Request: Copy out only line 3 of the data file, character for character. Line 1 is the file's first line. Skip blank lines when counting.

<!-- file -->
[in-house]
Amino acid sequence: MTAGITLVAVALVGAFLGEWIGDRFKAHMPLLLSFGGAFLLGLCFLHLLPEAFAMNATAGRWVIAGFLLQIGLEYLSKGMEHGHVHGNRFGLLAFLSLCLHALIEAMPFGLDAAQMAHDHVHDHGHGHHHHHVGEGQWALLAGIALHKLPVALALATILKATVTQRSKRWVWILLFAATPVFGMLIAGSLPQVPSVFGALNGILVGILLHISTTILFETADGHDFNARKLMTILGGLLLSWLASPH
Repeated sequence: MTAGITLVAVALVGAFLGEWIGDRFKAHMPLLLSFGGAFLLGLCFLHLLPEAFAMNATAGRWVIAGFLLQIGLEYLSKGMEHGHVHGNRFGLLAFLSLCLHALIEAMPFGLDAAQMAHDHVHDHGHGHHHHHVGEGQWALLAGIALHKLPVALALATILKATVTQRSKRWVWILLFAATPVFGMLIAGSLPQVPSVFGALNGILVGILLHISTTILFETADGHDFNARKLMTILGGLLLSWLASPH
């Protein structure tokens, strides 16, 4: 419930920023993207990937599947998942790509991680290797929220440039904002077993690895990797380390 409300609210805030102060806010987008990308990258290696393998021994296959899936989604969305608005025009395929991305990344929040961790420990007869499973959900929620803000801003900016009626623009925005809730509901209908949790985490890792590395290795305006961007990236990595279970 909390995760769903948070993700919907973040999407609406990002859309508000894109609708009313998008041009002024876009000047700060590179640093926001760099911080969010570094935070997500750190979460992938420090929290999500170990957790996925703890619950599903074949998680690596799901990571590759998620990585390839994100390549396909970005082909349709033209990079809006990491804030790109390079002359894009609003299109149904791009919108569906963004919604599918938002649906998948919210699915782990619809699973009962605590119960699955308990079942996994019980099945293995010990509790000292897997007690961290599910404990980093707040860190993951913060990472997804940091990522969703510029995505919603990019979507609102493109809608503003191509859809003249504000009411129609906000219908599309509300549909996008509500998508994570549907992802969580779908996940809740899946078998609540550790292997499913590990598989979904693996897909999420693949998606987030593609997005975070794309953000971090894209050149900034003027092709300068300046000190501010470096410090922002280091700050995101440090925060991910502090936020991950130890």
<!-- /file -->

Repeated sequence: MTAGITLVAVALVGAFLGEWIGDRFKAHMPLLLSFGGAFLLGLCFLHLLPEAFAMNATAGRWVIAGFLLQIGLEYLSKGMEHGHVHGNRFGLLAFLSLCLHALIEAMPFGLDAAQMAHDHVHDHGHGHHHHHVGEGQWALLAGIALHKLPVALALATILKATVTQRSKRWVWILLFAATPVFGMLIAGSLPQVPSVFGALNGILVGILLHISTTILFETADGHDFNARKLMTILGGLLLSWLASPH